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If you go down to the woods today....
The Village (DVD)
Member Name: Essexgirl2006
The Village (DVD)
Advantages: Good premise, cast and performances
Disadvantages: Could have made a better film with the same premise.
When The Village plopped on my mat from my DVD rental service I couldn't remember what it was about and why I had added it. It is written, produced and directed by M. Night Shyamalan who is most famous for Sixth Sense, which I imagine is what intrigued me, although his subsequent films such as Unbreakable and Signs have not had the same commercial or critical success, nor did I enjoy them as much.
The film is set in an isolated, rural Pennsylvanian village in the latter part of the nineteenth century. The village is surrounded by a forest which contains strange, mythical type creatures that are not always friendly. Because of them the villagers do not venture into the forest and therefore do not leave the village. When a child dies, Lucius Hunt (Joaquin Phoenix) offers to travel through the forest to get medicine from nearby towns, but the village elders refuse to allow him to go. We also get an idea of village life, and how inward looking and superstitious it is. There is often a night lookout watching for the unnamed creatures (referred to only as Those Of Whom We Do Not Speak) from the forest and red is considered a bad colour that is banned in the village as it represents the creatures. This is really a character led drama and love story rather than a horror film, though. The film has an impressive ensemble cast headed by Bryce Dallas Howard (daughter of director Ron Howard) as blind Ivy Walker who falls in love with Lucius. However, Noah (Adrien Brody), a mentally handicapped man in the village also loves Ivy and wants to keep her for himself and this is where tragedy strikes meaning that it is Ivy who has to go through the forest to get medicine from a nearby town.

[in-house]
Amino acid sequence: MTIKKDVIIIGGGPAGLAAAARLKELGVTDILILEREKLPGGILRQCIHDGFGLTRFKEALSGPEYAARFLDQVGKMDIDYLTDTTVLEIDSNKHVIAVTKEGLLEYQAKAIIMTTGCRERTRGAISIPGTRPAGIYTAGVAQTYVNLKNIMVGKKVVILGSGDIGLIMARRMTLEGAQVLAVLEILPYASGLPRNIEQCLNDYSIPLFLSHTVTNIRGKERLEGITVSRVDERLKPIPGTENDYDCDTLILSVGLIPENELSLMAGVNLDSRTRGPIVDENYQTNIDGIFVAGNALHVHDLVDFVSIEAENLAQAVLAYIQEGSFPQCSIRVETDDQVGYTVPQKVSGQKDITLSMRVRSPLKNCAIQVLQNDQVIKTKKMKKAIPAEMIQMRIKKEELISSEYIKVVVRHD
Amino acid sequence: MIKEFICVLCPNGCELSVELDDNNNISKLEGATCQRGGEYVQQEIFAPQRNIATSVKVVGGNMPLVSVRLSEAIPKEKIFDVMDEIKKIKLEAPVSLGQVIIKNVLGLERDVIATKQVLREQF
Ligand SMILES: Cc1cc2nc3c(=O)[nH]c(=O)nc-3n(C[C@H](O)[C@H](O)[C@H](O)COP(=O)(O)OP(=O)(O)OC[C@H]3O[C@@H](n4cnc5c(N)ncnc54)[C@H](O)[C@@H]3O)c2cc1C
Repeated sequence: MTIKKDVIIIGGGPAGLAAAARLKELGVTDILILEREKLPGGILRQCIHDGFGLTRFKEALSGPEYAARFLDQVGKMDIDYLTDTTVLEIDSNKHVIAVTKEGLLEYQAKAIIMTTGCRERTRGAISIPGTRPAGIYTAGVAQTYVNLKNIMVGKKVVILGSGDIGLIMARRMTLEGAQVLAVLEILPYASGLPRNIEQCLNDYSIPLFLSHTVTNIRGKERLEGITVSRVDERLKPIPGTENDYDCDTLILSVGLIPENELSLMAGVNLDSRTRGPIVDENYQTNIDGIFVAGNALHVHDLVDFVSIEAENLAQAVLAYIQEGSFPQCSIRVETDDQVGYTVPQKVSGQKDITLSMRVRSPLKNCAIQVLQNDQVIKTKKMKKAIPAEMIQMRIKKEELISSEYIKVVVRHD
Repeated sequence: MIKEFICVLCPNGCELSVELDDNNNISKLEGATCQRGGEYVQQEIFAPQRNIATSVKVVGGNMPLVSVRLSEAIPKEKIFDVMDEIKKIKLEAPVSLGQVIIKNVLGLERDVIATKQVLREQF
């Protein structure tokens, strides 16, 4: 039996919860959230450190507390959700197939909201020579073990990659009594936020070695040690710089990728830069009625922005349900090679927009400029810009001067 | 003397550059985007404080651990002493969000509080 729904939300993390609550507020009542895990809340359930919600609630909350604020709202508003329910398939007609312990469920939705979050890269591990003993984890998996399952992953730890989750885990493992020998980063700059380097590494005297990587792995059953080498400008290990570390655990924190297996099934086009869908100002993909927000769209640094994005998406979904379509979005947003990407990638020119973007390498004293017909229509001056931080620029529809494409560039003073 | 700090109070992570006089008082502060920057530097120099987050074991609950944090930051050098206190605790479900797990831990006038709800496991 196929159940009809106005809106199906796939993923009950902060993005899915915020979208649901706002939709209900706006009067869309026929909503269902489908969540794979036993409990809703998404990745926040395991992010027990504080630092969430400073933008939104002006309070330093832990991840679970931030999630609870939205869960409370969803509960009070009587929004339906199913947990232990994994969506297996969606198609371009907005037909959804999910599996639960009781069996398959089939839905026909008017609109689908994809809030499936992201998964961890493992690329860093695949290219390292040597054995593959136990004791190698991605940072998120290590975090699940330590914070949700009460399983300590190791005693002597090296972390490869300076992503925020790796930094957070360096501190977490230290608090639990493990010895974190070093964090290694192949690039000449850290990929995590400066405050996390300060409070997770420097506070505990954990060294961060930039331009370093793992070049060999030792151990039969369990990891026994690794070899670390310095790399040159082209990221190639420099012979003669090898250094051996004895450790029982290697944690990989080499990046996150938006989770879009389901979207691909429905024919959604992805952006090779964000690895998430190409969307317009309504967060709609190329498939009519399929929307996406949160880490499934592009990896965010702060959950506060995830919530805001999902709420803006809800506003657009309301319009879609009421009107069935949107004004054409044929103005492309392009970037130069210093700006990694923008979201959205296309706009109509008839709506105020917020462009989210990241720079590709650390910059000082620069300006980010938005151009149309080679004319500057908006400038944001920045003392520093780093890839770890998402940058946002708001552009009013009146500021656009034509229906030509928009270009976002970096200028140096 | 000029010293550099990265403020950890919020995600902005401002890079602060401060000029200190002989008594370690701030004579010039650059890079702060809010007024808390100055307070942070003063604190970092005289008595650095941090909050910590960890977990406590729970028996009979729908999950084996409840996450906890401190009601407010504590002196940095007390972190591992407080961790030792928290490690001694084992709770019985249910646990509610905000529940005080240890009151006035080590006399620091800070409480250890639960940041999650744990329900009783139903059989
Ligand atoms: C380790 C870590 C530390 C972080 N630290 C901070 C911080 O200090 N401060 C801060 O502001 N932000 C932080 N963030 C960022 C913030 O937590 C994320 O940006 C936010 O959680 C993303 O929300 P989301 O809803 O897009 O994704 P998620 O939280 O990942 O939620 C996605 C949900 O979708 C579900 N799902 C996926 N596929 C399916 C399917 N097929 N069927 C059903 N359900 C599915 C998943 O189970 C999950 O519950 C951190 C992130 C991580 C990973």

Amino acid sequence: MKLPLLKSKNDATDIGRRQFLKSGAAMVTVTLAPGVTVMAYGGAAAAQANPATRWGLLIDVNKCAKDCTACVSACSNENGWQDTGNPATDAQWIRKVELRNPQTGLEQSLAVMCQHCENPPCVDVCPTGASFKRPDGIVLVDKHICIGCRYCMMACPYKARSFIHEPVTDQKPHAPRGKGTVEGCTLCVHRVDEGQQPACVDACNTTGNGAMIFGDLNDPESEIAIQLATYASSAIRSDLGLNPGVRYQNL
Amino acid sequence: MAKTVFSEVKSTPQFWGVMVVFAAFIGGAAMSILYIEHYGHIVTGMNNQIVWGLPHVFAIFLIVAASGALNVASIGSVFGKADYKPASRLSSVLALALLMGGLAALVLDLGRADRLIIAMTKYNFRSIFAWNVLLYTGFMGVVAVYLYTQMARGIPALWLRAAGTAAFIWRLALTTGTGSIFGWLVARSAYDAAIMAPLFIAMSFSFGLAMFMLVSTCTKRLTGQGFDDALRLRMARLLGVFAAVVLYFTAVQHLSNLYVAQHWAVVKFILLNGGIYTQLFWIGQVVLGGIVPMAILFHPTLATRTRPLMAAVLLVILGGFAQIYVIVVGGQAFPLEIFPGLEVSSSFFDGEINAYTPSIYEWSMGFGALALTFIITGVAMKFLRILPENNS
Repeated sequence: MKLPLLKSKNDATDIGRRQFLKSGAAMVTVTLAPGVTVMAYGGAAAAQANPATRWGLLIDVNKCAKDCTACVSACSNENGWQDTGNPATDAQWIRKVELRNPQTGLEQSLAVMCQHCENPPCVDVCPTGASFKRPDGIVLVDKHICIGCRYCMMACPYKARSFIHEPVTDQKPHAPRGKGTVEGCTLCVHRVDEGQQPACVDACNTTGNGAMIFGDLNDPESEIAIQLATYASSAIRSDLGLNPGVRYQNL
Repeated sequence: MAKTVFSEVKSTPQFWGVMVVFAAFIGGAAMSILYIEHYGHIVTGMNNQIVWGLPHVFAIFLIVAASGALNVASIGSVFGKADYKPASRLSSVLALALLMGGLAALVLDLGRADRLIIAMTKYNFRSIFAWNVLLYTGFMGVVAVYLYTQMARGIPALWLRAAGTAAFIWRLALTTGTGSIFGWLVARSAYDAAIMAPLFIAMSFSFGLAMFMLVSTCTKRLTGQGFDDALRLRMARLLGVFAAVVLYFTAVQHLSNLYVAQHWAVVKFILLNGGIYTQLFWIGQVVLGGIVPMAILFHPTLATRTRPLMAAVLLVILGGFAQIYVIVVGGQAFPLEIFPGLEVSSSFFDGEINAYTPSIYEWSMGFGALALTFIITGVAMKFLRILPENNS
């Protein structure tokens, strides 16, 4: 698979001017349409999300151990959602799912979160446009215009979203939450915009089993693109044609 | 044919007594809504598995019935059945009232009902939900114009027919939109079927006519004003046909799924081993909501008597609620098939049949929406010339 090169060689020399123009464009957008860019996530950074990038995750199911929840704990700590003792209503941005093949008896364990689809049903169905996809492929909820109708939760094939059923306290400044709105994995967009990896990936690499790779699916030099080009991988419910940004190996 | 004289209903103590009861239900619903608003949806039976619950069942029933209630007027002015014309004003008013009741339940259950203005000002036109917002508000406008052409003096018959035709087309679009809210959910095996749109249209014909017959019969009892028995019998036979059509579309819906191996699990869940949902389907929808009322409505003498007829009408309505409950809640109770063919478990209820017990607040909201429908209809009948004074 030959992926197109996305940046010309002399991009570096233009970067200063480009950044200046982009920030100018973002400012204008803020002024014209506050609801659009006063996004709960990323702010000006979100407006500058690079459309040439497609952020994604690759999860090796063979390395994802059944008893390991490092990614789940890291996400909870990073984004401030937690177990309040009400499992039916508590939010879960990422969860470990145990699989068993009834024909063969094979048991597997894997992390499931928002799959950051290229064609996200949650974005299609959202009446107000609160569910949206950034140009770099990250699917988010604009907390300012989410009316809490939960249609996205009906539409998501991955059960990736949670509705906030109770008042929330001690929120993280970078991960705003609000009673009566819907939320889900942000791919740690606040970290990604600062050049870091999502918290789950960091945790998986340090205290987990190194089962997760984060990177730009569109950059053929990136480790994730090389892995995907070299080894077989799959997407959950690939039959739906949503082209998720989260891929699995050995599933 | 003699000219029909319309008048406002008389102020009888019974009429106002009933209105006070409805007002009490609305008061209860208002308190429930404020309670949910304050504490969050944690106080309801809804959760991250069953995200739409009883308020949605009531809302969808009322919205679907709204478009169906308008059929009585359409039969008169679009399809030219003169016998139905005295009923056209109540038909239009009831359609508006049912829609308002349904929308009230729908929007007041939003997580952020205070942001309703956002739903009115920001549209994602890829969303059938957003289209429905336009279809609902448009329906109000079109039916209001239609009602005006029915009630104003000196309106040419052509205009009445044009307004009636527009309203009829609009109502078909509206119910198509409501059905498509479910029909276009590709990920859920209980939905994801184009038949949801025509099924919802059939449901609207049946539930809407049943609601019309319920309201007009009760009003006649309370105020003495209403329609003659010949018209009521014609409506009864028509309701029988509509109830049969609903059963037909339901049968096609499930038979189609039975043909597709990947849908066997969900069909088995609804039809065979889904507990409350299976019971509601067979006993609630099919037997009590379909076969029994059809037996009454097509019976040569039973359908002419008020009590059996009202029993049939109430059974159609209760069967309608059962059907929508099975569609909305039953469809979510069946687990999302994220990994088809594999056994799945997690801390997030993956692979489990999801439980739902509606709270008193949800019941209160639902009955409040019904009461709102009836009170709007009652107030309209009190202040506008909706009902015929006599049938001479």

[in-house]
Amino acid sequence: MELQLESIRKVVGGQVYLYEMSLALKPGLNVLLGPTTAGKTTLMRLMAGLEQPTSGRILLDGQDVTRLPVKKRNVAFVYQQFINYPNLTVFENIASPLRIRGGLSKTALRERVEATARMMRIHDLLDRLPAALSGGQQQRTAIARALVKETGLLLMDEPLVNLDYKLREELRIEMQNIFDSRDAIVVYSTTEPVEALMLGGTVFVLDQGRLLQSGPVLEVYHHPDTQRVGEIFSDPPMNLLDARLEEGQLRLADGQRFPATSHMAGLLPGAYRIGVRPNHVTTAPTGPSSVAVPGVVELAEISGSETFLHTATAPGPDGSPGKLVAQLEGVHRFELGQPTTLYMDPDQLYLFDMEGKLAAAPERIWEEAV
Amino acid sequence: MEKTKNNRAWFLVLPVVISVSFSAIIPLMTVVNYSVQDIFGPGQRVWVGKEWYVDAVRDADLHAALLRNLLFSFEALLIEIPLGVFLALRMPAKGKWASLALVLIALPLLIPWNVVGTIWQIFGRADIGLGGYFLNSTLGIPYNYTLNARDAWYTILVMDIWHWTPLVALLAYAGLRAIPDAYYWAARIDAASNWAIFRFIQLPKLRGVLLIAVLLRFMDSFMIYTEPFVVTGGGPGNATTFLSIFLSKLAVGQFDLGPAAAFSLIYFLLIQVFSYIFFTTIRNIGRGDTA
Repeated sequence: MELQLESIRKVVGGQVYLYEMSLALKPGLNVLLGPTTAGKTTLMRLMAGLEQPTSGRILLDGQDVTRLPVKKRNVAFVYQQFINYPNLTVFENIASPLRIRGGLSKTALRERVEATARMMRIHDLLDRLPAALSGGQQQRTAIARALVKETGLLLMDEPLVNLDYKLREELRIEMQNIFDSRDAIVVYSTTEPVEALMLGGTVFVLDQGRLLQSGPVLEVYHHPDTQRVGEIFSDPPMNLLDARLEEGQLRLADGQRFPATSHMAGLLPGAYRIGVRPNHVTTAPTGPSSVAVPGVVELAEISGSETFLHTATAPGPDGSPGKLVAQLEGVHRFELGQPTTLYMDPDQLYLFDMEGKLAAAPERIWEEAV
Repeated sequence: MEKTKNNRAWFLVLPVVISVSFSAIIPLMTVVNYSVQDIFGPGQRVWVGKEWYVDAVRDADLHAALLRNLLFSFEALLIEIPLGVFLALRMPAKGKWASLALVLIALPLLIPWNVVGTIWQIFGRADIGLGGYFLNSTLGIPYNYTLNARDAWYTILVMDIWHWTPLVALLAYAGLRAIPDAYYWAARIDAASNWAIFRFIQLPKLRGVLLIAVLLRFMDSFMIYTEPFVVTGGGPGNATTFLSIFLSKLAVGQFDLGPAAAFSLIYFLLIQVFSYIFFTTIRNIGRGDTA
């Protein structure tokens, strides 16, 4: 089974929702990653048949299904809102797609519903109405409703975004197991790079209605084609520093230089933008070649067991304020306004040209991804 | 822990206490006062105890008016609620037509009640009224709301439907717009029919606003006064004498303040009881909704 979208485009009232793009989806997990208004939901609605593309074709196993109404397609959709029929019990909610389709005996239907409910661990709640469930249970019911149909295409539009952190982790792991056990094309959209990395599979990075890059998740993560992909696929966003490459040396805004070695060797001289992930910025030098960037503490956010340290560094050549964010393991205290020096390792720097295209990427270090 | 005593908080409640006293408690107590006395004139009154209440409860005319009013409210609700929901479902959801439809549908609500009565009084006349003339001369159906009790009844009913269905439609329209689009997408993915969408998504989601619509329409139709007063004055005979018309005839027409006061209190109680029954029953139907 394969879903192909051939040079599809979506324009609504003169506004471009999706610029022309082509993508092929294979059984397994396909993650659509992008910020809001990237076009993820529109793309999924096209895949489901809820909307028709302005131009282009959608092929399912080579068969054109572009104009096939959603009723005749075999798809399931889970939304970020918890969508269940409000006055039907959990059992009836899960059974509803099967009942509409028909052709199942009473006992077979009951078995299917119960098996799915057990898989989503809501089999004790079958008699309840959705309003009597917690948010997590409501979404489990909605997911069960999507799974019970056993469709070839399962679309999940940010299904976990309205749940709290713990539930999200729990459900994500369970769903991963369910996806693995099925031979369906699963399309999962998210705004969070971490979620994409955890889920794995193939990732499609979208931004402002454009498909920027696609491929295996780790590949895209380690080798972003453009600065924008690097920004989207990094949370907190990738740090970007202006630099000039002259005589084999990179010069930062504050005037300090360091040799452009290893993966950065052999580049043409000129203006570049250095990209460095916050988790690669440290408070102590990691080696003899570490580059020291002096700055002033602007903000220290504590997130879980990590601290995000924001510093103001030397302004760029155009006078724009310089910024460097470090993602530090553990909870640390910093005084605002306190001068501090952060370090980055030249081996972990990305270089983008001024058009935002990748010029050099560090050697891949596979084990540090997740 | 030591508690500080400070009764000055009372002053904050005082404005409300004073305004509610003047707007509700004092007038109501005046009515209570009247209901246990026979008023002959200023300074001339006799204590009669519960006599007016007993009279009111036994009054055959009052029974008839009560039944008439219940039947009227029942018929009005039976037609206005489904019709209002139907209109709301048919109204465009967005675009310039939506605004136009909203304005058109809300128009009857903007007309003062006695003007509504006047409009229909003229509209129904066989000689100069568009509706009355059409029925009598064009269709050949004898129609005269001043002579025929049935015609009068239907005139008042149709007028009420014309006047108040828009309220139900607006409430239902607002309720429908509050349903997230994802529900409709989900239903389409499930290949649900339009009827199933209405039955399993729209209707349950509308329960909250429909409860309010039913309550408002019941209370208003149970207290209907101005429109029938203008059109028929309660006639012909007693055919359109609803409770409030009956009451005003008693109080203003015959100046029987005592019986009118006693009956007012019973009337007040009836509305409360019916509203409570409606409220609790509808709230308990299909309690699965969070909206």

You can't fault the acting in this, Howard is superb, and Phoenix pulls off the quiet, brooding Lucius with ease. Brody seems to enjoy his role as the excitable Noah and they are ably supported by the elders that include William Hurt as Ivy's father, Edward and Sigourney Weaver as Lucius' mother, Alice. The quality of the acting cannot be faulted, and the full subtleties that I believe Shyamalan wanted to depict in the village dynamics are all there. You do question the villagers' obsession with the forest and this does lead into the inevitable plot twist. Most of it I saw coming but not all of it or how it was executed so don't assume it is in the bag when you start watching (mind you I am usually the last person to see a twist in anything, so perhaps I am not the best person to judge!). For all its faults, the film did stay in my mind the whole of the next day, and I quite liked the premise but think it could have been explored differently and better. This is the most frustrating thing about the film; it has the potential to be a much better, more challenging and thought-provoking film with the same plot premise just executed differently. Probably with a better writer and director too!
The music is good but nothing special, certainly not memorable. There are no special effects, and the scenery and costumes appear to be authentic of a simple rural life of that period. The film is beautifully shot in winter time, so although picturesque the village can also look grey and unappealing.
There are a number of extras on the DVD, usually with an introduction by Shyamalan. There are a series of 'Deconstructing The Village' featurettes (essentially Making Of… films) that cover shooting, casting and boot camp amongst other topics. In total there are six of these totaling approximately 25 minutes. The best one in my opinion is Boot Camp which shows how the cast spent some time at a Living Museum learning woodwork, cheese making and other nineteenth century rural practices.
There are five deleted scenes which don't add anything to the movie, so you can see why they were deleted.
There are extracts from Bryce Dallas Howard's diary, written before, during and after filming, which she reads herself over music and soft focus images, which lasts 5 minutes and this is plenty long enough.
Apparently it is traditional for Shyamalan to include one of his home movies form his teens on his DVDs, thus we see one that he wrote and starred in himself with a bit of help from the dog. There is also a photo gallery.
This film has a twelve certificate, which I think is fair. There is no bad language (speech is rather old fashioned such as in an Austen or Dickens novel), and limited violence, although there are a few scenes that can be perceived as slightly scary for youngsters. It is not the best thriller you will watch or the best love story but will not be the worst film you've ever seen and can while away a couple of hours. I hestitate as to whether I would recommend this film or not, but in the end I thing 'yes', enjoy the performances and then think of how you could do a better job without the silly creatures.
Summary: M Night Shyamalan film.